Photo by charlesdeluvio on Unsplash
Dumbing Down da Doherty Threshold 💫
Design Crazy: S1 E1: The Crazy Design Blog by the humans @ Devfasttt!
2 min read
Ok, if you're here, welcome humans to a mind-numbing explanation of the Doherty Threshold 💫🤩
A little backstory everybody: In 1982, Walter J. Doherty and Ahrvind J. Thadani presented a research report in the IBM Systems Journal which transformed the previous norm for computer response timing from 2,000 milliseconds (2 seconds) to 400 milliseconds. This program was considered to be "addictive" to users when a human instruction was executed and answered in less than 400 milliseconds, which was considered to transcend the Doherty threshold.
So coming back to our original question: What the hell is the Doherty Threshold?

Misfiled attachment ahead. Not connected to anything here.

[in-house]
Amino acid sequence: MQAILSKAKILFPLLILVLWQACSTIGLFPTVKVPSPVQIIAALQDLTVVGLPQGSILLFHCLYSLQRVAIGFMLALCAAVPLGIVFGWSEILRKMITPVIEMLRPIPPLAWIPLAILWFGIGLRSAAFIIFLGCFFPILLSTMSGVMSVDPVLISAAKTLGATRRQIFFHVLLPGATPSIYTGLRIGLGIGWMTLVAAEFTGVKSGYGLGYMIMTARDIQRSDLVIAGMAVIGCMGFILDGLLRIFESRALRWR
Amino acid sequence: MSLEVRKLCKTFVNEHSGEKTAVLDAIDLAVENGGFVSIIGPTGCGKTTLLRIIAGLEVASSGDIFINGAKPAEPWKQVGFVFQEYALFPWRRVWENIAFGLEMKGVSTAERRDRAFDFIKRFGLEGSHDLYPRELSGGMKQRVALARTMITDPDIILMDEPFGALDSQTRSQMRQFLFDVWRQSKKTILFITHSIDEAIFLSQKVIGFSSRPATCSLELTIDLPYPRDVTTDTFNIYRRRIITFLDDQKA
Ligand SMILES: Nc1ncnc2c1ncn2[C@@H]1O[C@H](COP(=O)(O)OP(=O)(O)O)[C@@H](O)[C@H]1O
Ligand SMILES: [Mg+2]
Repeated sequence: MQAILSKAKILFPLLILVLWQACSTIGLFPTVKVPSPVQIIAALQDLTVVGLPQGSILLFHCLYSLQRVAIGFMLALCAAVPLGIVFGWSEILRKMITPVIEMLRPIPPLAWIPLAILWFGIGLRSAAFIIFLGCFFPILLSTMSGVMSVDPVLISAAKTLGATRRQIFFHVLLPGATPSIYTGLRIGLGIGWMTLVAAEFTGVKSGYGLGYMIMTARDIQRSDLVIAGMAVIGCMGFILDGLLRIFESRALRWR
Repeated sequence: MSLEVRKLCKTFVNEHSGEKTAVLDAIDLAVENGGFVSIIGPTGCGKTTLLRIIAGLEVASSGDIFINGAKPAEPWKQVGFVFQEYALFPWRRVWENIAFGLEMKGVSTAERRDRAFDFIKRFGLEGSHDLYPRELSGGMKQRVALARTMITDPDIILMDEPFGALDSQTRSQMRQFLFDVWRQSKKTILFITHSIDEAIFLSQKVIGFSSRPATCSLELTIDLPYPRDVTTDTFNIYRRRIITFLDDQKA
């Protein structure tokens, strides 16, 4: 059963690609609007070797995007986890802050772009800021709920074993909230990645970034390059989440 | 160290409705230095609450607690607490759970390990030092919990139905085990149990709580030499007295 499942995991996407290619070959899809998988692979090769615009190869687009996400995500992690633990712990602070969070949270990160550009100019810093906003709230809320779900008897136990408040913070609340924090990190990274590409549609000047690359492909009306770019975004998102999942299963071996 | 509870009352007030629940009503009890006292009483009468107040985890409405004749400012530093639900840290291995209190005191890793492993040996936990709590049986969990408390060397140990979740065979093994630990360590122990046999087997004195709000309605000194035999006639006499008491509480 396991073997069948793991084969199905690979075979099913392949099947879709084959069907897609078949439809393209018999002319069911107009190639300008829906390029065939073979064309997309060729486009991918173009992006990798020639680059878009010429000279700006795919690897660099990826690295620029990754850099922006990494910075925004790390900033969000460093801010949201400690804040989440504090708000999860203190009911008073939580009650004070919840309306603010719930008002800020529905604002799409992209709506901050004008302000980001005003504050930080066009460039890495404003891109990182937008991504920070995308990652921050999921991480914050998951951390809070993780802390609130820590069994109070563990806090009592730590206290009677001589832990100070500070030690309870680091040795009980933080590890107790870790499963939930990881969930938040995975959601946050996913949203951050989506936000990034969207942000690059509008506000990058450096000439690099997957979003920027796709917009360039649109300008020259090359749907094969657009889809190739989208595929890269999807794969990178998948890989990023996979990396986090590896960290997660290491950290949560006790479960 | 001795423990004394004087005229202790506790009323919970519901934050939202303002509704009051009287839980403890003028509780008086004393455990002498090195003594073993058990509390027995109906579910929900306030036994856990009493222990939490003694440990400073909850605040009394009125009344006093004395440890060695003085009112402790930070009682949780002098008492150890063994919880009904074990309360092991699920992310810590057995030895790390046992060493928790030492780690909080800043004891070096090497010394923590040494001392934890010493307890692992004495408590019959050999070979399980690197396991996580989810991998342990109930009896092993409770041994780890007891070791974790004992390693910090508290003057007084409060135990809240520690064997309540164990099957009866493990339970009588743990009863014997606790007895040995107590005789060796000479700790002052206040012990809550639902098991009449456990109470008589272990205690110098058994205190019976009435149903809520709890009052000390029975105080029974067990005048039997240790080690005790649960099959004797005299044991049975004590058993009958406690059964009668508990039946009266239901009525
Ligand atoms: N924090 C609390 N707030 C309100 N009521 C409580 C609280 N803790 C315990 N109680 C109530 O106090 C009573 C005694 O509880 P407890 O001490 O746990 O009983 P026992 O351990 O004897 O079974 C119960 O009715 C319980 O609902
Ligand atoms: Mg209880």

According to Doherty's Threshold, when the system feedback time falls below 400ms, a user experience changes from being agonizing to being addictive.
\ Doherty had a notion that this might be taking place as a user was cognitively storing the sequence of events he planned to execute. His train of thought was disrupted by the device's slow reaction times, which ultimately reduced his productivity.*
So the Key takeaways for you:
💫 Even when a procedure actually takes considerably less time, imposing a delay on purpose can boost faith in it and raise the perceived value of the process.
🤩 Enhance response times and lessen the sense of waiting by using perceived performance.
🧋 One method of keeping visitors' attention while loading or processing is taking place in the background is animation.
🎭 Irrespective of their accuracy, progress bars aid in rendering wait durations bearable.
🧩 Productivity goes up in much more than direct proportion to the response time reduction.
🔭 To hold the users' attention and boost productivity, give system feedback within 400 milliseconds.
Did we miss out something? Share your 💭💭 in the comments 🤩 below! 👇👇 We'll be waiting for your thoughts!